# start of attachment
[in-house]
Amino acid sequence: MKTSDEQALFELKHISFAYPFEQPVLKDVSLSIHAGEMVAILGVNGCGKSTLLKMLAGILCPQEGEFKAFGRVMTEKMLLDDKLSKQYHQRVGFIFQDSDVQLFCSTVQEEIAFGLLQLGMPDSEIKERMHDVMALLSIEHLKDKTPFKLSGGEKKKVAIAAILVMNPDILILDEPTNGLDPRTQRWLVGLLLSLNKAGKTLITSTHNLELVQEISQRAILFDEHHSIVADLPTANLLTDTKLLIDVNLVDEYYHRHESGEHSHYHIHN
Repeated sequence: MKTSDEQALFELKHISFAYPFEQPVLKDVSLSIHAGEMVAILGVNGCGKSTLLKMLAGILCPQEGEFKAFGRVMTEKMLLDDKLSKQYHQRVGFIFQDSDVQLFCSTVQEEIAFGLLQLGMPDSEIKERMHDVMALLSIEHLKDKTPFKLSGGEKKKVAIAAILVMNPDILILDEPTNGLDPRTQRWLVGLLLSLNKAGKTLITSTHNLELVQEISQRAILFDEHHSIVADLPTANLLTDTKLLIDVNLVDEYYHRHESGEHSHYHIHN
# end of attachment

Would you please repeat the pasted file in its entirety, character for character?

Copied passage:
[in-house]
Amino acid sequence: MKTSDEQALFELKHISFAYPFEQPVLKDVSLSIHAGEMVAILGVNGCGKSTLLKMLAGILCPQEGEFKAFGRVMTEKMLLDDKLSKQYHQRVGFIFQDSDVQLFCSTVQEEIAFGLLQLGMPDSEIKERMHDVMALLSIEHLKDKTPFKLSGGEKKKVAIAAILVMNPDILILDEPTNGLDPRTQRWLVGLLLSLNKAGKTLITSTHNLELVQEISQRAILFDEHHSIVADLPTANLLTDTKLLIDVNLVDEYYHRHESGEHSHYHIHN
Repeated sequence: MKTSDEQALFELKHISFAYPFEQPVLKDVSLSIHAGEMVAILGVNGCGKSTLLKMLAGILCPQEGEFKAFGRVMTEKMLLDDKLSKQYHQRVGFIFQDSDVQLFCSTVQEEIAFGLLQLGMPDSEIKERMHDVMALLSIEHLKDKTPFKLSGGEKKKVAIAAILVMNPDILILDEPTNGLDPRTQRWLVGLLLSLNKAGKTLITSTHNLELVQEISQRAILFDEHHSIVADLPTANLLTDTKLLIDVNLVDEYYHRHESGEHSHYHIHN